When L.A.P.D. Detective Diego Hernandez is assigned a career-making case investigating a vicious cartel, he uncovers links to his brother’s supposed suicide and a turf battle that’s about to swallow his neighborhood. Torn between playing by the book and seeking justice, he resurrects the masked street legend El Chicano. Now, out to take down his childhood buddy turned gang boss, he sets off a bloody war to defend his city and avenge his brother’s murder
- Rating:R (for strong violence and language throughout)
- Genre:Action & Adventure, Drama
- Directed By:Ben Hernandez Bray
- Written By:Ben Hernandez Bray, Joe Carnahan
- In Theaters:May 3, 2019 Wide
- Runtime:107 minutes
- Studio:Briarcliff Entertainment
Review: ‘El Chicano’ a frustrating framing of Latino vigilante
Ben Hernandez Bray, director of the masked-avenger film “El Chicano,” is a veteran Hollywood stunt coordinator. So, it would seem a given that the film’s action sequences would be good.
But these blurry, hurried scenes are among the most frustrating elements in a largely disappointing movie. They are sped up and edited in a manner that obscures the action. Even the big reveal scene in which Los Angeles police Detective Diego Hernandez (Raúl Castillo) first shows up dressed as El Chicano is hard to make out.
In between all that rushing, the pacing is leaden. The script by Bray and filmmaker Joe Carnahan (“The Grey”) spends too much time on Diego’s and El Chicano’s backstories.
Diego and his twin, Pedro, grew up in East L.A. knowing the legend of El Chicano, a chopper-riding killer of criminals. El Chicano apparently made sure everybody knew it. He put his graffiti-like mark on stop signs at the ends of streets where he was going to take out the next bad guy. Then he would knock down the signs. He was an over-killer.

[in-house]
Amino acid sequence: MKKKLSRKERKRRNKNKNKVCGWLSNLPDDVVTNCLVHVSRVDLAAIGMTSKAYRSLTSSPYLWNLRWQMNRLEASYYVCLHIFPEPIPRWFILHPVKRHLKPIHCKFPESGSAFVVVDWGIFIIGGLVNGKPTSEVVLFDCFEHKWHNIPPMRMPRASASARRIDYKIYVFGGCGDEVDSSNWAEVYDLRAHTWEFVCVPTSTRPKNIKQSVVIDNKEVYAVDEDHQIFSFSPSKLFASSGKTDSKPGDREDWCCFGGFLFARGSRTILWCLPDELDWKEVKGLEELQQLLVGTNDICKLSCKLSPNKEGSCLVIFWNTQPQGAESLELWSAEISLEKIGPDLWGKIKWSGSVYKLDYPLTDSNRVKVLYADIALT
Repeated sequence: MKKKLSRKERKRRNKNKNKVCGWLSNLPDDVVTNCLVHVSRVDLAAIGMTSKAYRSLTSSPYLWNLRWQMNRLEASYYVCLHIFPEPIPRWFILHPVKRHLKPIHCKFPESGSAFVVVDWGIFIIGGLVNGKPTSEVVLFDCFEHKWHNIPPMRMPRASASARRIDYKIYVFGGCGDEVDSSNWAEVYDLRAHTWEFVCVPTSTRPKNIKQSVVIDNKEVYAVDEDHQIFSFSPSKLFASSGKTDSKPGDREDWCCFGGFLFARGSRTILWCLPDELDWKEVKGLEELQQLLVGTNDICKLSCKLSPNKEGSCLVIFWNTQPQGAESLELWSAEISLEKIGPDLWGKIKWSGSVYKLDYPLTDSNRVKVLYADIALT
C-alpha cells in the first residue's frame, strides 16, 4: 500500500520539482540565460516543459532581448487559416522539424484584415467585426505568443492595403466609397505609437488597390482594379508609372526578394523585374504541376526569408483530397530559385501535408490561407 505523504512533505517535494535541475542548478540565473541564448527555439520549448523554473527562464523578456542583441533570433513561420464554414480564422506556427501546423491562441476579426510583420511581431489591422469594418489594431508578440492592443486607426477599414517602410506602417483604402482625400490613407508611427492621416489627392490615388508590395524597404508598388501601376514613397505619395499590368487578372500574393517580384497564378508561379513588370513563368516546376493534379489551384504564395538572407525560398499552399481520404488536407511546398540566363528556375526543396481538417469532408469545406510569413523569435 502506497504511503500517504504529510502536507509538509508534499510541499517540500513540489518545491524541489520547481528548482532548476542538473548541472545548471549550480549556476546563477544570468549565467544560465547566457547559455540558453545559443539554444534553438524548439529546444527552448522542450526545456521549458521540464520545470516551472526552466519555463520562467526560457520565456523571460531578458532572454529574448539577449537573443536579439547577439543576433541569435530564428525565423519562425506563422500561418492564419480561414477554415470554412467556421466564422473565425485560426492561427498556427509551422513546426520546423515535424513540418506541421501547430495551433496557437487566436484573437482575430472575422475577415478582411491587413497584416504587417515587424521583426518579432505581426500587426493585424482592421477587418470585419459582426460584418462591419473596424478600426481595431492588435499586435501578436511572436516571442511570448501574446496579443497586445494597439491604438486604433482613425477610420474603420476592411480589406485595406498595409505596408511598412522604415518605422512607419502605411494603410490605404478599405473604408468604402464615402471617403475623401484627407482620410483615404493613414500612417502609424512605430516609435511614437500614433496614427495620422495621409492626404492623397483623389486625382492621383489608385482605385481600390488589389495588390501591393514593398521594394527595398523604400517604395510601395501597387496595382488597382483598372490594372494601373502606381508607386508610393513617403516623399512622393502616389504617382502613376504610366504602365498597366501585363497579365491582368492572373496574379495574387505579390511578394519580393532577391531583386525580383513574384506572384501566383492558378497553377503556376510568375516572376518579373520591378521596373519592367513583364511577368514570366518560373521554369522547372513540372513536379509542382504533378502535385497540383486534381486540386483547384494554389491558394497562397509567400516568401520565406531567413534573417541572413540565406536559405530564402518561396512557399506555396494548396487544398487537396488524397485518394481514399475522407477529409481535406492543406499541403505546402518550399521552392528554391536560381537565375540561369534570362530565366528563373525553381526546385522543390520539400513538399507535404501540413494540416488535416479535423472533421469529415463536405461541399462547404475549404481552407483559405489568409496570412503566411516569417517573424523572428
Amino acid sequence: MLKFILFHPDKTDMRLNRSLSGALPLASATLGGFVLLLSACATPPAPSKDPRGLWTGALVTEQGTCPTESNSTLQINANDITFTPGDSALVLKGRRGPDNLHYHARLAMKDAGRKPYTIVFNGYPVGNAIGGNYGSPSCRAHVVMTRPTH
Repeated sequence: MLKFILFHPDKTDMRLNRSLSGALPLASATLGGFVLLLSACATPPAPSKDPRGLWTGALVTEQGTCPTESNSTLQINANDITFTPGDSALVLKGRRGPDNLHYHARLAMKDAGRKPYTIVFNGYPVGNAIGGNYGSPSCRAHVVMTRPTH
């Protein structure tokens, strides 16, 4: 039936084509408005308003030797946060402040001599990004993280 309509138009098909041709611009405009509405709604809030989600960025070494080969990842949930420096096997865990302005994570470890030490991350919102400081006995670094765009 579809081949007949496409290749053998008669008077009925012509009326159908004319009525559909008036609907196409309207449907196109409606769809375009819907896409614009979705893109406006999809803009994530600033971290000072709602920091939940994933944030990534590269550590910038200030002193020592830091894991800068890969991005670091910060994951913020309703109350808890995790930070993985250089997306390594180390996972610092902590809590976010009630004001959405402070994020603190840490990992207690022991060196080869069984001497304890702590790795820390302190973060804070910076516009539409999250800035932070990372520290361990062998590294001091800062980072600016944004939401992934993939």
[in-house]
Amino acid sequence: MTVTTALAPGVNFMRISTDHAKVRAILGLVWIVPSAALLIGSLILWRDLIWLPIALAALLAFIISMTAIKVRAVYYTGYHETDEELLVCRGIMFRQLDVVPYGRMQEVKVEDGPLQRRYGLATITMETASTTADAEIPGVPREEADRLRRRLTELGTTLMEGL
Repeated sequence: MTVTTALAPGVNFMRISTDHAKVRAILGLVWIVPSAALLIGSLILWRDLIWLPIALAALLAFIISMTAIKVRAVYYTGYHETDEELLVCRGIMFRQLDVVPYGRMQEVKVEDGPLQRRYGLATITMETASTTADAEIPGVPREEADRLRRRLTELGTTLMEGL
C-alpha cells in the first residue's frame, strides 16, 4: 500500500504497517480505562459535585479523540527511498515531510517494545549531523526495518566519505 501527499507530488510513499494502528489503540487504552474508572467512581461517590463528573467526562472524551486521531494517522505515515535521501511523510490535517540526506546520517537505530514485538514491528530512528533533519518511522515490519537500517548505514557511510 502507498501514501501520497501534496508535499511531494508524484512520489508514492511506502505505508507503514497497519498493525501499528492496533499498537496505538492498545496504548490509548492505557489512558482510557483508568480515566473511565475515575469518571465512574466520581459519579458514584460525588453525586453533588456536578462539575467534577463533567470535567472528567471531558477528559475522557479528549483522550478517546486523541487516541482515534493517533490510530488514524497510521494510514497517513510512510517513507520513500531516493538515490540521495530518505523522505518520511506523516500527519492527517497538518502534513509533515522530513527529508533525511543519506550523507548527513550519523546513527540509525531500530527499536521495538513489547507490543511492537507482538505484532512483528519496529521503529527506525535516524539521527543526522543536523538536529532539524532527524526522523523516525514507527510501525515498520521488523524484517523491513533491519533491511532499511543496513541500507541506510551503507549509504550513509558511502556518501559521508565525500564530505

Diego grew up to be a cop and Pedro a criminal, because “priest” apparently already was taken in the twin-cliche handbook. Pedro is dead by the time we meet the adult Diego. This is sad for the family but a relief for viewers. Castillo, from HBO’s “Looking,” is a highly compelling presence, and he broods believably as Diego. But playing twins throughout the movie would have been high-wire acting that this low-budget film does not appear to have the infrastructure to support.
Diego’s decision to transform himself into El Chicano to fight a cartel, for example, is unsupported by the script, despite all that backstory. Diego also lacks any nuance as a character. He is grim and humorless, like most everything else about this film. The hint of twinkle that George Lopez brings to the role of Diego’s captain is the only suggestion of fun in “El Chicano.” Carnahan’s films are a mixed lot, but he brings a brio to them that goes missing here.
A character in “El Chicano” mentions Los Angeles’ zoot suit riots of the 1940s, and playwright/filmmaker Luis Valdez, who directed the 1981 film “Zoot Suit.” Such shout-outs give welcome cultural context to “El Chicano,” as a film set in L.A. with a predominantly Latino cast. But they also elicit comparisons between the films’ respective mythical figures, and El Chicano comes off as a wet blanket next to Edward James Olmos’ charismatic El Pachuco in “Zoot Suit.”
“El Chicano”: Action drama. Starring Raúl Castillo, George Lopez and Aimee Garcia. Directed by Ben Hernandez Bray. Theaters and showtimes. (R. 107 minutes)